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  • There has been a recent trend in parents helping their adult children by providing money to go towards purchasing a home or co-owning a home with them.
  • If circumstances change, the parent or their estate may want to retrieve their funds or realise their investment.
  • It is often problematic for parents to retrieve such funds, but the humble old deed of loan will help if the family can be persuaded to use it.

Sackville AJA recently observed in Chaudhary v Chaudhary [2017] NSWCA 222 (‘Chaudhary) that:

‘There has been discussion in recent times about the affordability of housing, particularly for young people, in many parts of Australia. One consequence of declining housing affordability is that young adults very often need and sometimes receive assistance from parents (or other benefactors) to enter the housing market’ (at [7]).

Parents advancing money to their children, or co-purchasing property with them, are on the legal back foot should those funds be needed later. In the absence of independent legal advice and documentation at the outset, the most common characterisation of these arrangements is a ‘resulting trust’. Obtaining legal advice for such a family matter is often seen as unwarranted, if not embarrassing. However, it is very important as the presumption of advancement is likely to apply so as to deem a gift by parent to child. This may be galling, to the parent and, on his or her death, any siblings.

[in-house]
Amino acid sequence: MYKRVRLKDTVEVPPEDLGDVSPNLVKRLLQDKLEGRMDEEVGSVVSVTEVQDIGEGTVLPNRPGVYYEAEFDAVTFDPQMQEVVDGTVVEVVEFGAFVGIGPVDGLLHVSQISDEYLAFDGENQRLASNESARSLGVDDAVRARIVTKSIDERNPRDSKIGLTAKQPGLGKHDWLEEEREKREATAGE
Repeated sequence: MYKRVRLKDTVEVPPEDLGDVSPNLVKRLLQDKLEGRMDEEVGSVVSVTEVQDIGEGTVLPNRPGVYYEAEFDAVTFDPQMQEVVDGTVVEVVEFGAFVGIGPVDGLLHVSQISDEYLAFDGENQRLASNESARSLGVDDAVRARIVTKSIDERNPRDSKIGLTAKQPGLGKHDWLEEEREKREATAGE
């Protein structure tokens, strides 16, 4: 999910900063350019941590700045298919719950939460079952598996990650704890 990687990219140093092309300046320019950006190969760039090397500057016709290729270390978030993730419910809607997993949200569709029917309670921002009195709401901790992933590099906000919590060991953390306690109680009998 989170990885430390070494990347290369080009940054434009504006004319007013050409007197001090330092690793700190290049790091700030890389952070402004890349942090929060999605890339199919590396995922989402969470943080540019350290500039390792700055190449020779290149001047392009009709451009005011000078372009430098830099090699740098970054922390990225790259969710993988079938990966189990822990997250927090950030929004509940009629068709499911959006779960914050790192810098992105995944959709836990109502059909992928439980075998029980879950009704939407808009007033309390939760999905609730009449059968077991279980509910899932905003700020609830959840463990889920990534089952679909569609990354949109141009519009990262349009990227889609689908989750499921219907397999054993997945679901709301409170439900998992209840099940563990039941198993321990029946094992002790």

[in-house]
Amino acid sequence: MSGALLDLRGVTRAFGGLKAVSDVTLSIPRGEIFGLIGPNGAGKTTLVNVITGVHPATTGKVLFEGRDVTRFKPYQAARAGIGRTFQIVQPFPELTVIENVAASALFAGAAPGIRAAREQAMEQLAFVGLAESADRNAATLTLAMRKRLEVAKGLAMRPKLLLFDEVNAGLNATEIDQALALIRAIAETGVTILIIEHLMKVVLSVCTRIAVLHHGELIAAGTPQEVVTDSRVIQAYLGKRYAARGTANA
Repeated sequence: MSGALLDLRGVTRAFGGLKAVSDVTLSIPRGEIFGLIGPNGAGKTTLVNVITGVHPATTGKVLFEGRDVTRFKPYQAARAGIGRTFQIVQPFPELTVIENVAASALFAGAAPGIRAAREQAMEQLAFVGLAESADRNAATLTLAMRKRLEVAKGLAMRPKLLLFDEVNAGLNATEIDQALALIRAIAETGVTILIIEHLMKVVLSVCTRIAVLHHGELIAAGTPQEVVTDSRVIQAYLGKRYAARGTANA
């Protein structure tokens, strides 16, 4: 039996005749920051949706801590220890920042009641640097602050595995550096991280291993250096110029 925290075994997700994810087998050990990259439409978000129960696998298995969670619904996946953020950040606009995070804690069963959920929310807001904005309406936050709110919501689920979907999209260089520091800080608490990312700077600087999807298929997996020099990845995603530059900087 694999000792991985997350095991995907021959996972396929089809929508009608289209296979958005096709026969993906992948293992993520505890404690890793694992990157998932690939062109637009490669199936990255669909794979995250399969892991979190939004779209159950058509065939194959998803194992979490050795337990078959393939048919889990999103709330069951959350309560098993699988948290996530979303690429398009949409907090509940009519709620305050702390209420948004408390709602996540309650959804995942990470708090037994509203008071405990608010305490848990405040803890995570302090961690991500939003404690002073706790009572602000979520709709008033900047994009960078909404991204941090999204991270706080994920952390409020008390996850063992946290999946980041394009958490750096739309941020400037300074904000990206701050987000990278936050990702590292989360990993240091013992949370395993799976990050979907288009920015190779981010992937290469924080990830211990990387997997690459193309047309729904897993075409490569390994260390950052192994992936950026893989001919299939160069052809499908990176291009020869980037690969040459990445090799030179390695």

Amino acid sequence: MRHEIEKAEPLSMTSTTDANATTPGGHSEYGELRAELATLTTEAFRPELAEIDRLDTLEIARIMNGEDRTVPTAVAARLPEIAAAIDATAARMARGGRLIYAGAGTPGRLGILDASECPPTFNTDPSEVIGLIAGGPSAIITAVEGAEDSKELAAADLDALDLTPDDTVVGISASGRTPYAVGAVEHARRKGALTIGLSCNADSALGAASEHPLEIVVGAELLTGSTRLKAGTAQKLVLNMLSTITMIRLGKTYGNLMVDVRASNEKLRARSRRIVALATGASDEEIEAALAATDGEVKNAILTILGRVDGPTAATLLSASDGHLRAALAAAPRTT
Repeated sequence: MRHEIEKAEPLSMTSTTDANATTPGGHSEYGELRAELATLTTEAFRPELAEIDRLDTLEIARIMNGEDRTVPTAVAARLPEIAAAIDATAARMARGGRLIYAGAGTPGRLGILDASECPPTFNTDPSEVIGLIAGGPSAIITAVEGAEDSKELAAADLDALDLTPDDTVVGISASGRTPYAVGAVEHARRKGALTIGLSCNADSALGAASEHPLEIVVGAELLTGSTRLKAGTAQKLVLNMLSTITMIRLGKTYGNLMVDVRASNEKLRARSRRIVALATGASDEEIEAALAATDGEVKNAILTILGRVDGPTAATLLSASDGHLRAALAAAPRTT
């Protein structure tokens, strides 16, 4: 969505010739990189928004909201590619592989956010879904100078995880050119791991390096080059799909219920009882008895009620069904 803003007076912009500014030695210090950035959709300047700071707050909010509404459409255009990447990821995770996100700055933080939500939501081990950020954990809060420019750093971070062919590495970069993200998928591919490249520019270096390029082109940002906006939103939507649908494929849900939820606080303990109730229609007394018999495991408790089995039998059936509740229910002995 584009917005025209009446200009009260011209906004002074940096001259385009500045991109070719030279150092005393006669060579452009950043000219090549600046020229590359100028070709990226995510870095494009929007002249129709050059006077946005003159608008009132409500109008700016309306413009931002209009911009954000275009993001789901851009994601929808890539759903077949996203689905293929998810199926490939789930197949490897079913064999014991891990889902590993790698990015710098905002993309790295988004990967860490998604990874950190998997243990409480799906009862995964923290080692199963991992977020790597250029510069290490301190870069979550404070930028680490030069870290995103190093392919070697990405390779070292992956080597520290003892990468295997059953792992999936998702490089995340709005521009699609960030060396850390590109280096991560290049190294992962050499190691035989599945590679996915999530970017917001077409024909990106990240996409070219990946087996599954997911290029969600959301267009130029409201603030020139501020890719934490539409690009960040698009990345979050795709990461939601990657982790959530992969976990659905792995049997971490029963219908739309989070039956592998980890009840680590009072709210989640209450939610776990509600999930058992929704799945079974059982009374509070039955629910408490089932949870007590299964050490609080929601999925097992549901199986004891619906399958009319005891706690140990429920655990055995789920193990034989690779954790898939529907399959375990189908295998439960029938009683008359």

What is a resulting trust?

A resulting trust is a form of equitable relief that may bypass the strictures of contract, and the parol evidence rule in relation to land.

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